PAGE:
Six Nintendo 3DS Game Reviews

Ben Reuter has been busy with his new Nintendo 3DS. He has posted six reviews for some of the hot games he checked out on his system.



Mutant Mudds


It’s got a little bit of retro 8-bit graphics and a little bit of 3D-gimmick, Mutant Mudds from developer Renegade Kid is a decent platformer that should fulfill an 8-bit itch for platforming fans.


Like many retro platformers of yesteryears, your motivation is simple. Players control dorky-blond Max where Earth has been invaded by aliens made of mud. Max’s bubble blaster and water jetpack equipped allows players to hover and dispose of enemies through 40 levels.


The hover pack allows for some quick error correction with platforming and allows players to jump long distances.


Max’s hopping and falling is standard quo compared to other 8-bit platformers. What set’s Max’s quest apart from other platformers is being able to jump from fore, mid and background.


It’s a novel concept that opens up levels for more platforming and collecting.


The game’s art style isn’t pushed far enough. There is a variety of enemies but they feel like uninspired knock offs of other 8-bit enemies.


But the enemies do add to the challenge of the game, which ramps up quickly keeping platforming fans interested. The gripes are minor and for the low price on the eShop, Mutant Mudds is worth your time.


3 out of 5




This game will make you mad and for good reason.


VVVVVV developed by Terry Cavanagh takes the error in “trial and error” to to a degrading level of frustration and fun.


VVVVVV is bare bones simplistic in its execution and style. But will require an immense amount of concentration.


The game has the look of an ancient DOS game and the 3D effect is nothing to marvel at. In fact, it’s best to keep it off and enjoy the retro style.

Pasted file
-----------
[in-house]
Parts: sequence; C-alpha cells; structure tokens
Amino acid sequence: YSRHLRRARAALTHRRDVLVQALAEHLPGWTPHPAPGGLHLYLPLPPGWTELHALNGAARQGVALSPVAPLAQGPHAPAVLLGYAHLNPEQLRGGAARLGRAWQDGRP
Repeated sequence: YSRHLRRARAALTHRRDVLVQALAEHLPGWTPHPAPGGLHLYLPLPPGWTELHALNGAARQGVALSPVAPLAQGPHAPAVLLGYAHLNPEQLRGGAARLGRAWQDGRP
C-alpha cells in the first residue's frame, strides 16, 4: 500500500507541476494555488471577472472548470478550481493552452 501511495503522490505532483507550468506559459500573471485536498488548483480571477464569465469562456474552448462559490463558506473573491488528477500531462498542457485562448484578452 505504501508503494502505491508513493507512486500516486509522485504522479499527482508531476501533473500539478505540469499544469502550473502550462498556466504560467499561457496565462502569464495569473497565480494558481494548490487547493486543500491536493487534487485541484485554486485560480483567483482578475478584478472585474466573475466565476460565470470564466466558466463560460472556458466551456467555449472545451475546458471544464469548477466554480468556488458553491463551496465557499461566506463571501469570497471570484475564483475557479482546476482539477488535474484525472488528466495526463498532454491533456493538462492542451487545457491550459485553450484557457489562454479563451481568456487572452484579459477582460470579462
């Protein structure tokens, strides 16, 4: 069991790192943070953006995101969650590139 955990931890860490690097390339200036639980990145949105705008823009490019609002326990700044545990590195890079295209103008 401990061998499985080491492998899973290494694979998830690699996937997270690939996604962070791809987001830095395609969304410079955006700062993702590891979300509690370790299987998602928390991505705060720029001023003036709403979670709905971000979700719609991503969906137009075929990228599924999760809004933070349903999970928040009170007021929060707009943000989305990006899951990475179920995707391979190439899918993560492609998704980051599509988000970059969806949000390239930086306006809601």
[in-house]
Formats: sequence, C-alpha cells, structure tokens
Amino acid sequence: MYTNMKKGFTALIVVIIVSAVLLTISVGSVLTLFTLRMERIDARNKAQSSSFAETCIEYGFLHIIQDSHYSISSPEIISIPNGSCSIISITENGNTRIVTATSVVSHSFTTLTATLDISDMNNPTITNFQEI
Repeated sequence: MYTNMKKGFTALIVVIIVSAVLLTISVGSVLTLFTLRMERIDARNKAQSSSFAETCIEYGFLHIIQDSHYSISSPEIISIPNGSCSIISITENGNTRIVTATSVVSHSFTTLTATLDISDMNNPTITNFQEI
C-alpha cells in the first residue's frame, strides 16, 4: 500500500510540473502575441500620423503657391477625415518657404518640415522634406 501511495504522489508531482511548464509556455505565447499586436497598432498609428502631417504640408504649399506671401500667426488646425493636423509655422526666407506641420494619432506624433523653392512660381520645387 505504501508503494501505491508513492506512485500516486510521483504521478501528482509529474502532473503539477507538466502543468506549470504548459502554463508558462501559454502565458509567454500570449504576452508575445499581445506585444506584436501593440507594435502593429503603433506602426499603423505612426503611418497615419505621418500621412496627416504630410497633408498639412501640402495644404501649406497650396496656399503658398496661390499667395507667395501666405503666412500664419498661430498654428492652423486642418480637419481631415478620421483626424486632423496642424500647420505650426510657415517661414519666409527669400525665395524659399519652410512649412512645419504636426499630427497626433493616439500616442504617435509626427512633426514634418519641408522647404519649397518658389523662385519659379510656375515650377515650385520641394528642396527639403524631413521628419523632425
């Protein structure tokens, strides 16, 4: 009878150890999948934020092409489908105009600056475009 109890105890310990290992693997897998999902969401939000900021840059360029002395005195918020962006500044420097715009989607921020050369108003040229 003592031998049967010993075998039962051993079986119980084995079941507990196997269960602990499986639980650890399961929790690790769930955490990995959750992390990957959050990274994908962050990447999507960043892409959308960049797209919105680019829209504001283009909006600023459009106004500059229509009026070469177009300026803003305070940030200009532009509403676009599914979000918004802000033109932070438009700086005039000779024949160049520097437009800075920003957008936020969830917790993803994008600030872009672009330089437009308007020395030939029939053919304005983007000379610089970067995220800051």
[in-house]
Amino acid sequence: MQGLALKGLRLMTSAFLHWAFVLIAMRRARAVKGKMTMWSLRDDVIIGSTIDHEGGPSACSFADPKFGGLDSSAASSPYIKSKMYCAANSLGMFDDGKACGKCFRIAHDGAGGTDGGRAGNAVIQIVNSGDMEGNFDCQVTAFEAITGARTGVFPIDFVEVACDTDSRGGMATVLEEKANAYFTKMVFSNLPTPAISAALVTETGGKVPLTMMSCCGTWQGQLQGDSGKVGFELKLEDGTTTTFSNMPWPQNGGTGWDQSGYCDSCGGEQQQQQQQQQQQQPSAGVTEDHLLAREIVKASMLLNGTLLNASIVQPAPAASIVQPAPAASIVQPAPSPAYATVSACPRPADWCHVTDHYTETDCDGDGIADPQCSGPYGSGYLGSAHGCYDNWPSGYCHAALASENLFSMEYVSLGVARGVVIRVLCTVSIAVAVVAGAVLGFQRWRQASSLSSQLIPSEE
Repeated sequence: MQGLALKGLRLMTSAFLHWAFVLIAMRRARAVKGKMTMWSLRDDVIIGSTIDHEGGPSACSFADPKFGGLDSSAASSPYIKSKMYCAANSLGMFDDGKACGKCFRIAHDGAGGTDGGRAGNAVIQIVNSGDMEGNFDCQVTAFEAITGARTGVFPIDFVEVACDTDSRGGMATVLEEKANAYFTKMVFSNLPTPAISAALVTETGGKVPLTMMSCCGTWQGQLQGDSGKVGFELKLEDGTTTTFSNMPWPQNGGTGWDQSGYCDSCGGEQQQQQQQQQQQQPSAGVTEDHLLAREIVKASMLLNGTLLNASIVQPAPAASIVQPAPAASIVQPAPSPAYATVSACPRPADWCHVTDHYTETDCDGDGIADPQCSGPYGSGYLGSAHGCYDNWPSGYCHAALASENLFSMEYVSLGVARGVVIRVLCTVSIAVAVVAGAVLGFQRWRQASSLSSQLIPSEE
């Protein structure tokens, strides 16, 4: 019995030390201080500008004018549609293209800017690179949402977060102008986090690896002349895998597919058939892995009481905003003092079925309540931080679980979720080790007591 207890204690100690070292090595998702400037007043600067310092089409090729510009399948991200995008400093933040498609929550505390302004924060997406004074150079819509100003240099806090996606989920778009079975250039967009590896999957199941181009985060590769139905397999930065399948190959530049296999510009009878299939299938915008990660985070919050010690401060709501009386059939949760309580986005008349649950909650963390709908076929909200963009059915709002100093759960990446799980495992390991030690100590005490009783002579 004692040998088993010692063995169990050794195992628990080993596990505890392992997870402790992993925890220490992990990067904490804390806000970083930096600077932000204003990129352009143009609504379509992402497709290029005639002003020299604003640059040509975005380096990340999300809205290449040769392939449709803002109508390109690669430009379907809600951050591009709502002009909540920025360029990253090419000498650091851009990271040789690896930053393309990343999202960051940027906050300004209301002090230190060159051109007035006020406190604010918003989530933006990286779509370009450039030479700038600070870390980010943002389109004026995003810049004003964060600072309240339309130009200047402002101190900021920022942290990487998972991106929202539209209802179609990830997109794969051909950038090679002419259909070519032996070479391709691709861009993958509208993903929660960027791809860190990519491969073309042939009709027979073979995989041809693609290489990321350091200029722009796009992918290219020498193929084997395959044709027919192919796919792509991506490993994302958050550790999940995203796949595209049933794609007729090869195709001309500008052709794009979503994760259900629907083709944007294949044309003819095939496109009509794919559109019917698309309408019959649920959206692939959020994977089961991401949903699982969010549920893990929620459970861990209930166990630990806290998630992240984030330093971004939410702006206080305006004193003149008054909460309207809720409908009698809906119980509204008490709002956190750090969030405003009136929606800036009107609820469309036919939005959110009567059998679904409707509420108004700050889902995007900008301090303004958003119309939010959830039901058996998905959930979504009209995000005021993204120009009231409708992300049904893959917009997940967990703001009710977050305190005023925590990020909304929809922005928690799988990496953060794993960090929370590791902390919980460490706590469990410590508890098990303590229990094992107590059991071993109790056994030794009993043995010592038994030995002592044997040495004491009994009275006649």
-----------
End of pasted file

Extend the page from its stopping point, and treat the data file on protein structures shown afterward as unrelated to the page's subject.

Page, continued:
Players control their blue little man though a metroidvania style map while avoiding simple geometric obstacles.


You jump from the floor to the ceiling while being able to run on the floor and the ceiling. You don’t jump over pits but rather you jump to the ceiling and walk above them.


It get’s difficult quickly and players will die often. The constant start and restart menage is set to a fantastic 8-bit soundtrack. Magnus Pålsson does a great job of nailing down an addicting score that keeps you playing instead of contributing to the frustration of constant death in the game.


This game was made to be played in short bursts and it’s a fantastic edition to the eShop.


5 out of 5


Mighty Switch Force


Mighty Switch Force uses simple puzzle elements and some fun Mega Man X style platforming/action moments to make a great portable package for the 3DS.


Mighty Switch Force from — developer WayForward Technologies — pops with it’s colorful anime style art and fantastic animations that look great on the small screen.


You’ll play as a cyborg police officer named Patricia Wagon trying to round up a series of escaped female convicts while being timed.


Patricia carries a weapon to dispose of enemies and has the ability to switch platformers to appear and disappear. This dynamic plays into the puzzle aspect of the game.


The time element encourages speed runs and replaying stages to achieve better times.


Though many people will play this game once and set it down as the game doesn’t offer you a reason to replay it other than to beat your best times.


The game runs only a few hours which is a shame since the light puzzling aspects and the action/platform is an enjoyable romp.


The game offers a fun challenge but never becomes too hard or too easy.


4 out of 5


Dillon’s Rolling Western


Dillon’s Rolling Western looks to be a simply fun action tower defence game but eventually become just as boring as rolling tumbleweed.